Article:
France’s defense minister warned Mali on Tuesday against hiring Russian private security firm Wagner, French media said, after reports indicated that the West African country’s military government is close to sealing a deal for 1,000 mercenaries.
Appearing before a parliamentary commission, Florence Parly told a parliamentary commission if Malian authorities entered into a contract with Wagner, "it would be extremely worrying and contradictory.”
"It is incoherent with everything that we have done for years and we intend to do to support the countries of the Sahel region,” she said, according to Agence France-Presse (AFP). Her remarks came days after Reuters reported that the Wagner Group would be paid about 6 billion CFA francs ($10.8 million) a month for its services.
However, a spokesperson for the Malian Defense Ministry said that while the government has yet to sign a deal with Wagner, he did not deny the discussions going on, according to the report.
“Mali intends to diversify its relationships in the medium term to ensure the security of the country,” the spokesperson told AFP. “We haven’t signed anything with Wagner, but we are talking with everyone.”
In 2013, France sent troops to Mali after unrest broke out in the north of the country. But relations between the two deteriorated following a coup in August 2020 that toppled President Ibrahim Boubacar Keita.
France suspended military cooperation with Mali in June, and French President Emmanuel Macron has announced that he will close bases in northern Mali and draw down the presence of French troops in the Sahel region.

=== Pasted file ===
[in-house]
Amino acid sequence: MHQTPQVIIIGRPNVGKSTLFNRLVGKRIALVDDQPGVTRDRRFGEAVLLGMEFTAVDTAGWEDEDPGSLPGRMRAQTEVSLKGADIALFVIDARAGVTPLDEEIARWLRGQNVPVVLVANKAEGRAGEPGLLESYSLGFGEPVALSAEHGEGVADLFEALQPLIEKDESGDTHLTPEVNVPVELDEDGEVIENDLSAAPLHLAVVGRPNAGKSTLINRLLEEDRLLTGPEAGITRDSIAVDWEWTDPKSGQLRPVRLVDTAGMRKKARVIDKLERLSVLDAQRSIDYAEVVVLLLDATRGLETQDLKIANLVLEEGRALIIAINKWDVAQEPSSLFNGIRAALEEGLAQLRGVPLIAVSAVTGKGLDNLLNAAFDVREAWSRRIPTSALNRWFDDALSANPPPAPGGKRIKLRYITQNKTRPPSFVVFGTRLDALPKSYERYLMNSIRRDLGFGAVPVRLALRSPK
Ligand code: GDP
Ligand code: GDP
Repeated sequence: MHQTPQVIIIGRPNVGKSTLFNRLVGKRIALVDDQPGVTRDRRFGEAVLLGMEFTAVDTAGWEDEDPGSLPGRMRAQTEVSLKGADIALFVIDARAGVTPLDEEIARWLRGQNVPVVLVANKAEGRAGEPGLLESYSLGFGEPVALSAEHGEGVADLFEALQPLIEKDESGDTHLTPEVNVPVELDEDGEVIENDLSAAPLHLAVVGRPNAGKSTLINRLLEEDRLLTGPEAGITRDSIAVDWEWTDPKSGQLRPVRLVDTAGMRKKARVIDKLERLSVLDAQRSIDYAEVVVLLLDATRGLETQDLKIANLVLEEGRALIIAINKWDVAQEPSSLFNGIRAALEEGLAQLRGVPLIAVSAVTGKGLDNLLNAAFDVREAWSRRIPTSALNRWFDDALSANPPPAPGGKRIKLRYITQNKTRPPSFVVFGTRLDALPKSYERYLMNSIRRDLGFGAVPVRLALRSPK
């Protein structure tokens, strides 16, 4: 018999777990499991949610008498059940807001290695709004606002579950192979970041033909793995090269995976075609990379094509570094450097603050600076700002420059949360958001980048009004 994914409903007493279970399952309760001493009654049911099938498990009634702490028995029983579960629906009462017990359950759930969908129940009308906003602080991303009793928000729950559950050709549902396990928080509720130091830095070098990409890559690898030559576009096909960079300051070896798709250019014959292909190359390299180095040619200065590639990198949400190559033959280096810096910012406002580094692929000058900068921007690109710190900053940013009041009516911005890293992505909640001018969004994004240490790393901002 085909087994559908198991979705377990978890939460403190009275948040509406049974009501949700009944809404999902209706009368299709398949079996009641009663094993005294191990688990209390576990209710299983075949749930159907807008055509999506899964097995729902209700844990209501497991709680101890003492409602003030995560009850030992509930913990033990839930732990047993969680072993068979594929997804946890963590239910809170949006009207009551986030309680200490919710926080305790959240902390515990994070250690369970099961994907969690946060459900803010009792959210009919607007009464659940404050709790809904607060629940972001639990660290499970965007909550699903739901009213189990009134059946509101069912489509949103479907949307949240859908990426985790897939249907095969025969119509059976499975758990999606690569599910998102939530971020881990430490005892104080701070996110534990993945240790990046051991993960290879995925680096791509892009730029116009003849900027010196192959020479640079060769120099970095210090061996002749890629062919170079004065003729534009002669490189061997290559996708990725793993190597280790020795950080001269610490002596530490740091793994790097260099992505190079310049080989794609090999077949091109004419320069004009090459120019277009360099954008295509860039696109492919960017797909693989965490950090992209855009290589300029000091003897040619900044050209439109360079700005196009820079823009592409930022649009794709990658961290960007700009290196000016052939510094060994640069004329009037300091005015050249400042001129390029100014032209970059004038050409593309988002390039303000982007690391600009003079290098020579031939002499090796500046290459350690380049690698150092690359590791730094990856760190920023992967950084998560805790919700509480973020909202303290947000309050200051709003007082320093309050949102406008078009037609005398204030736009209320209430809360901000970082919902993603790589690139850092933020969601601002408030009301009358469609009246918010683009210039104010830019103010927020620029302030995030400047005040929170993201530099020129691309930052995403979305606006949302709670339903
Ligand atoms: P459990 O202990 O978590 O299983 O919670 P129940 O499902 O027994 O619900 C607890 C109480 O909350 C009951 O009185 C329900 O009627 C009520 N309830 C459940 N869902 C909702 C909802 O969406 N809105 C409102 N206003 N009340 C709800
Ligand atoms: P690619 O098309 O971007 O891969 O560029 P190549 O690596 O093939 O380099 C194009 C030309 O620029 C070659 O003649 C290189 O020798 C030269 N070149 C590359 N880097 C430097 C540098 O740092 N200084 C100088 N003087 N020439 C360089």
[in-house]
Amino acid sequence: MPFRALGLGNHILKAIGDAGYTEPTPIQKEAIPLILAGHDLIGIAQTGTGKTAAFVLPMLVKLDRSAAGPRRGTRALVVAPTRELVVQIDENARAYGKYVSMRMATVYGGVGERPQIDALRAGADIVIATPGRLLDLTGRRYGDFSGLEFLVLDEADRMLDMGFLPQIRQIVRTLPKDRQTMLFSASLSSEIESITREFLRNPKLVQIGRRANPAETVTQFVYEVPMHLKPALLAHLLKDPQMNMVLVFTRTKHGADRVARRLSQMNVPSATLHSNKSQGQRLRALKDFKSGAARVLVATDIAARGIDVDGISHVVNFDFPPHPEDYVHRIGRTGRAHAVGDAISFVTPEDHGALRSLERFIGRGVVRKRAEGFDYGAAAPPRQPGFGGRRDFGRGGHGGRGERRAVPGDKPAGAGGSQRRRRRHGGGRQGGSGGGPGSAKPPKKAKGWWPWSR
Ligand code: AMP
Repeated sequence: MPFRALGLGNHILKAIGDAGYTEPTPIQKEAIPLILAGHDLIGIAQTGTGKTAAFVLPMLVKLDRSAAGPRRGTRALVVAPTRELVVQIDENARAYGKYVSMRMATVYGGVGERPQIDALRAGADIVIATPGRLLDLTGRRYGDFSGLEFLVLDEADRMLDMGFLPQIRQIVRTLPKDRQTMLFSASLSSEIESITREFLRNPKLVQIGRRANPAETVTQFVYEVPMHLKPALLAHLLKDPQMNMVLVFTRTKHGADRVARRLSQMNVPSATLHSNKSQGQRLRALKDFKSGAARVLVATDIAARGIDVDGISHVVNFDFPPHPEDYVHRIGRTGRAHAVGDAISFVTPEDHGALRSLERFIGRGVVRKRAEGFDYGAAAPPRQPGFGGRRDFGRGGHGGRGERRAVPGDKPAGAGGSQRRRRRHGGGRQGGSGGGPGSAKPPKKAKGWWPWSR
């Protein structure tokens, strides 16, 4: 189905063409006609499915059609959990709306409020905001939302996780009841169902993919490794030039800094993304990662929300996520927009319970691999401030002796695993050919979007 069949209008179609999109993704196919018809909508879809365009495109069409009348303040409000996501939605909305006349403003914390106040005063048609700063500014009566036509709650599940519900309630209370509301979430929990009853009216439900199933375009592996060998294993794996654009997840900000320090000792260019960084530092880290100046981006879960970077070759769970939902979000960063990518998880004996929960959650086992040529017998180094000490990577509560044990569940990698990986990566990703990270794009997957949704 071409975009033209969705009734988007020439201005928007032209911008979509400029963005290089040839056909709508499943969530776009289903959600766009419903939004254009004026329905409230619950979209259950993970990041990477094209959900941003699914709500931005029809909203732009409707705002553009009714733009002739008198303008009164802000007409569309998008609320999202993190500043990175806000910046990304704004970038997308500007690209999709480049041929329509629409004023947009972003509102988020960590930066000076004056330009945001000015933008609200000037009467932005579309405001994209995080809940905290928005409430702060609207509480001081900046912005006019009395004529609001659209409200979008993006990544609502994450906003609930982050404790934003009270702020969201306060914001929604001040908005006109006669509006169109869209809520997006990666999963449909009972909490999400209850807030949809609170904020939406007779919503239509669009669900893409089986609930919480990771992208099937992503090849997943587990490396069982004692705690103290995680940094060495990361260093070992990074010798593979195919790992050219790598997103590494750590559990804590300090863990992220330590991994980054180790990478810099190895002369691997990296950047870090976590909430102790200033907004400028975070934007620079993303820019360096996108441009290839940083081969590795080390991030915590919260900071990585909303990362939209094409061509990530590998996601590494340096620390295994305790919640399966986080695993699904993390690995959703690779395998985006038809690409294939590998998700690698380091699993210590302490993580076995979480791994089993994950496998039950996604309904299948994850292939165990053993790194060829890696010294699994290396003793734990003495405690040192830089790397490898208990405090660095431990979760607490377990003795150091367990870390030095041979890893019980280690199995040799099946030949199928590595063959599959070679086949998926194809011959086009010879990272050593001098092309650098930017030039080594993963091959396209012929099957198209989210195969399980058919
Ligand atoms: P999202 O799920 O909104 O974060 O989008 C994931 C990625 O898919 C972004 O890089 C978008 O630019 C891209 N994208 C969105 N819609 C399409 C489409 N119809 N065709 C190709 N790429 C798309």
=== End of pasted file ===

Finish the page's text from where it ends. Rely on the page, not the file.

The growing influence of Russian paramilitary companies and advisers has been witnessed in the Central African Republic (CAR), to the dismay of France. Forces from Wagner are also reportedly present in Libya, Sudan and Mozambique. Mali has been battling an insurgency linked to the al-Qaida and Daesh terrorist groups since 2012, when unrest started in the north of the country
The Wagner Group has been frequently criticized for intervention in other countries. A French source said that "an intervention by this actor would therefore be incompatible with the efforts carried out by Mali’s Sahelian and international partners engaged in the Coalition for the Sahel for security and development of the region,” according to media reports.
As tensions between France and Mali's military government have been deteriorating recently, Bamako has turned its sight to Russia with it's Defense Minister Sadio Camara visiting Moscow as well as overseeing tank exercises earlier in September.